Blessing or a Curse?
Going back to high school days, when all classes were mandatory to attend and we had to see the same class teacher everyday. That's when my friends and I were making secretive plans to bunk classes. But when we got to college, we had the freedom to go to class when we wanted. We registered for courses we wanted to study. While skipping classes wasn't fun anymore, it was exciting to attend lectures we liked.
It's all hunky-dory when we make the right choices, but wrong choices can take a toll on you. After all, you realize it's you who has made the right/ wrong decision and happiness/ disappointments are bound to follow. Quoting a beautiful example from Barry Schwartz's talk named 'Paradox of Choice' (and rightly so) - "In old days, it was so much easier to go buy a pair of jeans. The jeans you bought came in only one flavor, they would fit like crap, but after washing them a few times they'd start to fit okay. Recently I went to buy a new pair of jeans to replace my old ones and the shopkeeper asked - do you want a relaxed fit or a slim fit? zipper fly or buttons? stone wash or acid wash? straight or boot-cut? and he went on and on and on. My jaw dropped and I told him that I want the pair of jeans which are the only kind! I tried all the damn jeans for an hour and finally got the best fitting jeans I had ever had. With all these choices available I did better but I felt worse. I felt worse because, with all these choices my expectations about a pair of jeans went up. With the hundred styles available, what I got was good but it wasn't perfect." It can be disappointing with that many options available out there. There's always a probability that you could've found something better. It can be frustrating when our very expectations are not met.
May be if we weren't posed with that many alternatives, we would've been happier with whatever little we have, how much ever bad it is. But then would there be new findings? Discoveries? Inventions? Humans are designed to be unsatisfied, we always want more than what we have. Whether you agree or not, humans are demanding. And that has in the hindsight worked like a charm. That craving for more is what has lead to universal development and progress. It serves as the driving force, which keeps us going to take on new things.
Today's generation is the biggest victim of this dilemma. There is a wide spectrum of opportunites at our disposal, and we want to try our hand at each one before we rule out options. We want to make sure we find the right "fit" and find something we like and want to wear or do. Conscious choices and being cognizant of your surroundings seems like the way to go in today's world. But it may take you a while to zero down on the perfect one, or maybe you may never find the one. The trick is to be happy, but never satisfied.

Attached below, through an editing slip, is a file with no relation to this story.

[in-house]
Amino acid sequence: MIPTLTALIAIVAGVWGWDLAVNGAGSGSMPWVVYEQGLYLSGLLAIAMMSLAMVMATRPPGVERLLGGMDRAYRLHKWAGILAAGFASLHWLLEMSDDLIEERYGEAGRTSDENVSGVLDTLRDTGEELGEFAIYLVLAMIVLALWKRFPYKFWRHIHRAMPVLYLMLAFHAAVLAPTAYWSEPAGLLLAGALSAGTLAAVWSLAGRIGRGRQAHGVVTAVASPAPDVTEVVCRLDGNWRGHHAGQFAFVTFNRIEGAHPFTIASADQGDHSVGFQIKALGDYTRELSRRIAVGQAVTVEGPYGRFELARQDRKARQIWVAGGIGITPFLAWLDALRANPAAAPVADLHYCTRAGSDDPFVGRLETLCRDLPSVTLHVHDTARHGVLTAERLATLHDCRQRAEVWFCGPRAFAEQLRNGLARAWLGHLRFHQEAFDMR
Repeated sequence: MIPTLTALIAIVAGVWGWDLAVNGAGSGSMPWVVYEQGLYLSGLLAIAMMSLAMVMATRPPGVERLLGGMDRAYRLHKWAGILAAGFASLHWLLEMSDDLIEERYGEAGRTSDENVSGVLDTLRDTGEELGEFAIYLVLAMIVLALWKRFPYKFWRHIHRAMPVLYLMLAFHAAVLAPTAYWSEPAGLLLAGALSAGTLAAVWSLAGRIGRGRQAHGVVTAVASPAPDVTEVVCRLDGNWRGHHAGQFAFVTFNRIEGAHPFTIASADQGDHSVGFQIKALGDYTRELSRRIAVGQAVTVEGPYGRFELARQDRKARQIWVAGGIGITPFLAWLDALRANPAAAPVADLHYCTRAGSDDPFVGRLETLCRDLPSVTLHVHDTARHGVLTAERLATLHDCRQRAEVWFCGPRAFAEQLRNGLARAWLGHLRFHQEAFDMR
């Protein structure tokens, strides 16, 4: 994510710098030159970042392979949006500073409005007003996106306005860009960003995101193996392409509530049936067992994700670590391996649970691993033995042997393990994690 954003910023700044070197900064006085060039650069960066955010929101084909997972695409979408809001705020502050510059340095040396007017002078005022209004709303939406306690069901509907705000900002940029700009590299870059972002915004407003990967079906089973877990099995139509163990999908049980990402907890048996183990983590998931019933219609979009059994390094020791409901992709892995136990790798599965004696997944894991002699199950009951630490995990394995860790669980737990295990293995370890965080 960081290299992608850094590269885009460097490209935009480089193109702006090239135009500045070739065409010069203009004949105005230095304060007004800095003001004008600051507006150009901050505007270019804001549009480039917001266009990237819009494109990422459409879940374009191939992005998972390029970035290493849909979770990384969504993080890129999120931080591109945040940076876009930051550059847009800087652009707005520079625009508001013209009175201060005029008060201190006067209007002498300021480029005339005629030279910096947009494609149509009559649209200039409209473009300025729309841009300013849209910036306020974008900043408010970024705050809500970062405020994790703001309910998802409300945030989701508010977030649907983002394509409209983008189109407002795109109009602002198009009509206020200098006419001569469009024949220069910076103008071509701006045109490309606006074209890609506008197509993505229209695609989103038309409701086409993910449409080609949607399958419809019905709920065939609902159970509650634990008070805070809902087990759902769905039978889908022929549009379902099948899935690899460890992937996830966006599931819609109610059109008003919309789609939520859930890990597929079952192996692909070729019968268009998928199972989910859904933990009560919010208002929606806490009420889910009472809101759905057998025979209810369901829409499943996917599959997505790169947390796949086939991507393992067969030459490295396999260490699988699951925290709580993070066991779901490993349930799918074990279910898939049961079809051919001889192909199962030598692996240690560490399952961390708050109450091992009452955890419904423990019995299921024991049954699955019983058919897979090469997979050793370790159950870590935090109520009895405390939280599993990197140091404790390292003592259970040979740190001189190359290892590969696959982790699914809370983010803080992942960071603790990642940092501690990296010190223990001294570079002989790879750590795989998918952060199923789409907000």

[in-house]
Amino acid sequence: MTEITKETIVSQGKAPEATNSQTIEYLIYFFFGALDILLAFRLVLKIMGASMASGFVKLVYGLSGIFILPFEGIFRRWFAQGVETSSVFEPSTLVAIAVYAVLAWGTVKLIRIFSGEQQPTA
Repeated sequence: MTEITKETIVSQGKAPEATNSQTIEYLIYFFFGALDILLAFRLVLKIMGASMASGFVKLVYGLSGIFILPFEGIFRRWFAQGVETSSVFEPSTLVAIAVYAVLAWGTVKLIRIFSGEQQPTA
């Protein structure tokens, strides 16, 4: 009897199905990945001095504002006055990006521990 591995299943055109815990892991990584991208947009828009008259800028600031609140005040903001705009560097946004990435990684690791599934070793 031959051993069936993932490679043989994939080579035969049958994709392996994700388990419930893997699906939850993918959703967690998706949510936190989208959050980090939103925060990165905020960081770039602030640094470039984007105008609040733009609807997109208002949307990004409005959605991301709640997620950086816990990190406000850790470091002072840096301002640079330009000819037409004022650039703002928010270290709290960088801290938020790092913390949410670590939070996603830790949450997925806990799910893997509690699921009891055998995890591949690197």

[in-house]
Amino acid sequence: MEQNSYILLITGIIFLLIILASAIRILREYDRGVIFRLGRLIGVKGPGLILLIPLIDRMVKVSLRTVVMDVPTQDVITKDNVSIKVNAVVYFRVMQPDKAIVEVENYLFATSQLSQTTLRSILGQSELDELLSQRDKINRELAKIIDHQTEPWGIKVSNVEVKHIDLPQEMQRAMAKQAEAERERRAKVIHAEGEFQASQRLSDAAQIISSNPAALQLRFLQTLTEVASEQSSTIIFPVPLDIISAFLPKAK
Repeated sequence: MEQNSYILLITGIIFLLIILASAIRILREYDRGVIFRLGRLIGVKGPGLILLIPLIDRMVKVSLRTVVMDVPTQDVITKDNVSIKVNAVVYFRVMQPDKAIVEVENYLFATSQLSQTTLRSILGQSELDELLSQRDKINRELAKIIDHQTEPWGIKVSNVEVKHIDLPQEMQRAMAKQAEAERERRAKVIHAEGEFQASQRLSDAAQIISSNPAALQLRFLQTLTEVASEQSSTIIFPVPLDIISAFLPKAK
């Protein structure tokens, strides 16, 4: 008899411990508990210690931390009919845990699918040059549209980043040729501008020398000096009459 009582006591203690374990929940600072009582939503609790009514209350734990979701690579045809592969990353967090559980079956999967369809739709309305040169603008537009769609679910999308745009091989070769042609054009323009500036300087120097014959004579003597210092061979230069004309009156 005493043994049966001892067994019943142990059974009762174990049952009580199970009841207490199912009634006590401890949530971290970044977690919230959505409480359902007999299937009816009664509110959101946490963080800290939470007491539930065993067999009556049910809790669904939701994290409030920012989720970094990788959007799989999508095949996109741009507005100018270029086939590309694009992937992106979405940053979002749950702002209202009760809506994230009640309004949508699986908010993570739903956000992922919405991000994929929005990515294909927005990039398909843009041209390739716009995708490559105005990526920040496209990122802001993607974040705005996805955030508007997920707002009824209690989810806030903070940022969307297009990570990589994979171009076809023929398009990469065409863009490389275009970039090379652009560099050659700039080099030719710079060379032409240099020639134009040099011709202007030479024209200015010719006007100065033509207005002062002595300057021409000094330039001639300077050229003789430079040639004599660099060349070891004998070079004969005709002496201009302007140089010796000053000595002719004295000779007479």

These days you see more and more people build their own startups rather than working for multi-nationals. Genesis of new ideas. More people want to foster their own brain child vs. help the big banners make more money. One degree isn't enough. Students get PhDs, get involved in extra curricular activities, hone their communication skills, get certificates in sports, even train themselves to do what they can't, in order to ensure a safe spot in this rat race. Considering the circumstances in this fast-paced world, competition is inevitable. But this should by no means curb your zeal. The worthy will shine, no matter what. To establish and maintain your identity, you have to have an edge over the others (and there's nothing wrong in that). While nurturing your own baby brings personal satisfaction and a feeling of accomplishment, it also adds a lot of stress and instability. Not that this should stop us from taking on new challenges, but how much of a stretch is optimal? Like everything else in life, this also comes at a price. There are cases of depression in children at the young age of 8 or 10, which was unheard of a decade or two ago. Is it all worth it in the end? Perhaps the key lies in striking the right balance. Easier said than done...
All this just adds up, and brings me to my original point. Would you still consider this benign?